Shirley Thompson is doing it again! At the end of November, she will embark on a sole mission to row across the Atlantic Ocean - the only Irish woman to ever attempt it and the oldest woman to attempt it alone.
You may remember our article about Shirl’s Atlantic Row in 2018, about her rowing across the Atlantic for her 60th birthday. She had said that her motivation for the trip was to: “prove to myself and others that someone ordinary can do something extraordinary.” And that she definitely did.
On 24 November 2018, Shirley set-off from the Canary Islands for what was supposed to be a three-month voyage to St. Barth’s - just herself and Amigo, her trusty blue boat. Several months of preparation and gruelling physical training were no match for the high winds and the strong currents which kept her from advancing and horrible seasickness that prevented her from keeping any food down. Despite her weakness and constant wretching, she found the strength to deploy her parachute anchor to prevent the sea from dragging her back to her starting point.
After four days, she was still just off the coast of the Canaries. She returned to land to regroup, plan a different course of action and wait for better weather.
Determination courses through Shirley’s veins, and on the first of December, she was back in the water, heading for her goal. Nothing was going to stop her this time...
Then she awoke one night soaking wet. Water had filled her cabin and had reached her bed which housed the electrical components. She immediately started bailing water, but it didn’t seem to make a difference. With her bed cushion floating beside her, she called the man who fitted and sealed her boat and planned her route. It was 3 am, she was desperate and his response was that he was hungover and asked her to call him back in a few hours. I could be dead in a few hours, she thought. Hanging up with her "go-to guy", she had one last option - Shirley called the Coast Guard for rescue.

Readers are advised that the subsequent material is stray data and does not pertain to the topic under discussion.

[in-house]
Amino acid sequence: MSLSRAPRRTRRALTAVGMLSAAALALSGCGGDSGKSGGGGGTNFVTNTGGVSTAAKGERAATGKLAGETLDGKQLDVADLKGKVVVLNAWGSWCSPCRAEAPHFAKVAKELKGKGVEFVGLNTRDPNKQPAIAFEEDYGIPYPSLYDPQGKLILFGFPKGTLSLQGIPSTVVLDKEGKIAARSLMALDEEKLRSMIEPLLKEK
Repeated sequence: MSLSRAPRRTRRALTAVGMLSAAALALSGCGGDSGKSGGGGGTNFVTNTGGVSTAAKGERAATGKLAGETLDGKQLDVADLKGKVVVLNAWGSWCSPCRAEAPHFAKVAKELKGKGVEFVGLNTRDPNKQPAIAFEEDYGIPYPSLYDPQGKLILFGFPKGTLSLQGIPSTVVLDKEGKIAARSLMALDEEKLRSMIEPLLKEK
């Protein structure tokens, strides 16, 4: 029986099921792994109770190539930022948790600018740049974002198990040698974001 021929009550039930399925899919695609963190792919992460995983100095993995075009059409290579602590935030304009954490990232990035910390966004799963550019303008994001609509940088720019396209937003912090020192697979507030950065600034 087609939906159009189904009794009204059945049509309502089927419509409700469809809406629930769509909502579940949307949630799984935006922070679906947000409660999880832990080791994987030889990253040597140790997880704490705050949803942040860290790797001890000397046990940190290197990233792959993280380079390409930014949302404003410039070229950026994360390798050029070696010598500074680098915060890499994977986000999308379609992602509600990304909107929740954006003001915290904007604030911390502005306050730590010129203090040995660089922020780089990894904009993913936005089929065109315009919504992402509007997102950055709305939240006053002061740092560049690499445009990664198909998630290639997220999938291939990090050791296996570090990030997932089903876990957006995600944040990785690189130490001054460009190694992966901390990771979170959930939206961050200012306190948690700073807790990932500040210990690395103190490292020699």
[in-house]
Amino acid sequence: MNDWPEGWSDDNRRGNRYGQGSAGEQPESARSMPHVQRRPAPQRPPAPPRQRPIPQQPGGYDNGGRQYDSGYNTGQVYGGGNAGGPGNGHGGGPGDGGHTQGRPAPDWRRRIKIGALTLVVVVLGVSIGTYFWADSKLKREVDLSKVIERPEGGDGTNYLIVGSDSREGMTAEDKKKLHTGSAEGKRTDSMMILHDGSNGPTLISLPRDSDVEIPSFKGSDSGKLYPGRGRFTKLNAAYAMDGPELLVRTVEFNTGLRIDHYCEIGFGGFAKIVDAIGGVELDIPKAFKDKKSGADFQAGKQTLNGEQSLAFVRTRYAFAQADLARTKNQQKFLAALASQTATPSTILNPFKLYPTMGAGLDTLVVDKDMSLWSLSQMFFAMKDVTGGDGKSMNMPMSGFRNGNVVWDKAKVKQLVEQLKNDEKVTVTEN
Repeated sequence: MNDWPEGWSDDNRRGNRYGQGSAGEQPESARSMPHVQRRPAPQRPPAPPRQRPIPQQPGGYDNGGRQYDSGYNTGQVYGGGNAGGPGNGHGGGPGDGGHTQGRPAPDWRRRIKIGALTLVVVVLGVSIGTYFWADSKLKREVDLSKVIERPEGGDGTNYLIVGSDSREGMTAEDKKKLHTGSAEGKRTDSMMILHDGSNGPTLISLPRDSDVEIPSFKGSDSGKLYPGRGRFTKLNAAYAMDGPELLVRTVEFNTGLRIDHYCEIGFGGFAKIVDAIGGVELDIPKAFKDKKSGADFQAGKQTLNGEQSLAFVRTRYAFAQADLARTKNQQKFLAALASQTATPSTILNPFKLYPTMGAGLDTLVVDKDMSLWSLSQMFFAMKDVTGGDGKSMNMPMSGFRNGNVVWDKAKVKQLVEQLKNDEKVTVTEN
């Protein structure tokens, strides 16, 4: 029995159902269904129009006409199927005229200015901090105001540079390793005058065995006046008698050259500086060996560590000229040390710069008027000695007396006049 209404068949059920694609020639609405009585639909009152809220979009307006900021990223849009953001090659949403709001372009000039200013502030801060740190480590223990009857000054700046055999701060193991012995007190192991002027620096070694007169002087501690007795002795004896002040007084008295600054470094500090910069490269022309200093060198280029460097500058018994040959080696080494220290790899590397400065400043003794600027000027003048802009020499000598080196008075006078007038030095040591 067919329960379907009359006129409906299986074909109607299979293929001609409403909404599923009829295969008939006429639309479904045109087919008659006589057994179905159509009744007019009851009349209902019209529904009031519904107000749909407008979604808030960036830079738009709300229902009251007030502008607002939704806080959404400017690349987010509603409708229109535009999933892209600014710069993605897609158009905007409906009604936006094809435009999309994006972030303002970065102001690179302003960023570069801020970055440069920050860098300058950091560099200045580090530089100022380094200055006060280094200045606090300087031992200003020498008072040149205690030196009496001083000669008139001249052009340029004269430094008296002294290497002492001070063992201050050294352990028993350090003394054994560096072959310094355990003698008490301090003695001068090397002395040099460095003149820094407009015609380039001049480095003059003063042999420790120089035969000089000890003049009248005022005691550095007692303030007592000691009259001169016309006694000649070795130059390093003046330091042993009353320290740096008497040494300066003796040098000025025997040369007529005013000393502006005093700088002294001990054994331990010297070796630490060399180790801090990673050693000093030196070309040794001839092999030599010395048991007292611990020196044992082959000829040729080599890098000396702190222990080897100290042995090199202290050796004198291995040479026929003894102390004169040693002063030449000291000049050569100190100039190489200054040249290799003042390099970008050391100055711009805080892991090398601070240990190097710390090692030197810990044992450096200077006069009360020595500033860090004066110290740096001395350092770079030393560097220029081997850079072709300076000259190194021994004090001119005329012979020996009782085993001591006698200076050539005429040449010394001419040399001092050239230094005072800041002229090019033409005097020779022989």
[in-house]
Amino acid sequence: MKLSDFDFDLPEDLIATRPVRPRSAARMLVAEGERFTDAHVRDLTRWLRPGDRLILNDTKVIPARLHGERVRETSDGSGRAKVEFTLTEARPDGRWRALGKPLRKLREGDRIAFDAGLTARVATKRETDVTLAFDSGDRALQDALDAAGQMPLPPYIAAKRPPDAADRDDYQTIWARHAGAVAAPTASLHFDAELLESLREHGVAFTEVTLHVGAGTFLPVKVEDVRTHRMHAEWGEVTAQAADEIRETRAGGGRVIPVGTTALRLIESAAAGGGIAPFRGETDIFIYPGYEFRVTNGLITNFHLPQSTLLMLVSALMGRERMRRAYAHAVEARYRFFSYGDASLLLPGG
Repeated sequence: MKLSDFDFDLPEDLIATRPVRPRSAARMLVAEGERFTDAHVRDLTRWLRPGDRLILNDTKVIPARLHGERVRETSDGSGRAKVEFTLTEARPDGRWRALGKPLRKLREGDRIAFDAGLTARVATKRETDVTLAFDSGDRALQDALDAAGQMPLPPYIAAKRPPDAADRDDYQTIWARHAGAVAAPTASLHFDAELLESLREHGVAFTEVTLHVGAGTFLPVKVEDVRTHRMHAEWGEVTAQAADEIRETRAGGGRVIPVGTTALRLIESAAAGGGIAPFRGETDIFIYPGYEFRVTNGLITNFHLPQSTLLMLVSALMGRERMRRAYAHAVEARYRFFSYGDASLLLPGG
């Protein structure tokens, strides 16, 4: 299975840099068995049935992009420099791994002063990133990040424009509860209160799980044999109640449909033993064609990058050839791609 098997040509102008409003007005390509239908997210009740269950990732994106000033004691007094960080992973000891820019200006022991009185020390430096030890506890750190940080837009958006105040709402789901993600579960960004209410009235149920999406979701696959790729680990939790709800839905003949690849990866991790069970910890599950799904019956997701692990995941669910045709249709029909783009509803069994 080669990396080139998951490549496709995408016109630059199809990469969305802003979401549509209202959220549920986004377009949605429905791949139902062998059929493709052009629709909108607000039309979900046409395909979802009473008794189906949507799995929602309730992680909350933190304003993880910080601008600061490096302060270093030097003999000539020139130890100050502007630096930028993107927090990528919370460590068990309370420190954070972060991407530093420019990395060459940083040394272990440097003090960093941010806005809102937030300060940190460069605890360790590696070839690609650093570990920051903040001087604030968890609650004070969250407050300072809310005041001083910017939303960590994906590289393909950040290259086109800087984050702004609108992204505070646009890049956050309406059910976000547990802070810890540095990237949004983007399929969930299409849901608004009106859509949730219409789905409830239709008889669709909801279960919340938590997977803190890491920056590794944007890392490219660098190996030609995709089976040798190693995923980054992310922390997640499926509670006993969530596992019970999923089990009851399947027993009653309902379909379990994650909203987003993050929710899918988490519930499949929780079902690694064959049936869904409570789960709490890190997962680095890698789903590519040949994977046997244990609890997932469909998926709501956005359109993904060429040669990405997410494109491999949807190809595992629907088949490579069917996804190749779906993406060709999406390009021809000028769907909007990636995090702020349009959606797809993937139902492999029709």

The spotter plane found her quickly, and fortunately, the leak happened while she was still within reach by helicopter. The rescue crew was fast but by the time they reached her, she had lost all electricity except her comms unit, which she considers a blessing.
Shirley recounts her harrowing experience with ease and laughter as if telling a tale of a normal adventure. When she describes her rescue, she is filled with gratitude and constantly remarks to the generosity and warmth of all those involved, especially her rescuer, who obviously holds a special place in her heart.
As the helicopter whipped the sea around her, a man she describes as: “a cross between James Bond and the milk tray man” descended and “scooped me up to safety. He is an absolute hero.”
As she was lifted high up into the air, her little blue Amigo became smaller and smaller. Would she ever see it again?
It took a good ten days of searching and a lot of fancy equipment but she found her trusty boat and with the help of some very generous fishermen, she and Amigo were reunited and the boat was towed back to land.
An investigation into what caused the boat to suddenly take on water showed that it was gross negligence in the refitting and sealing of the boat. It turns out that Amigo was not even classifiable as sea-worthy at her time of departure.
Her harrowing experience has brought Shirley quite a bit of attention, being interviewed for newspapers and magazines and she was even featured on the BBC’s ‘Close Calls’.
What could have been a trauma to prevent someone from ever sticking their toe in the ocean again has just been fuel for her to push harder and try again. Since her return to terra ferma, she has been busy planning and training for her next attempt. It’s the determination in her veins that keeps her going strong and she is ready for the next departure at the end of November. Amigo has been properly refitted and sealed and a better, safer route has been planned.
Shirley describes her upcoming departure like an excited teenager and she welcomes everyone to follow her adventure on her Facebook page under ‘Shirl’s Atlantic Row’.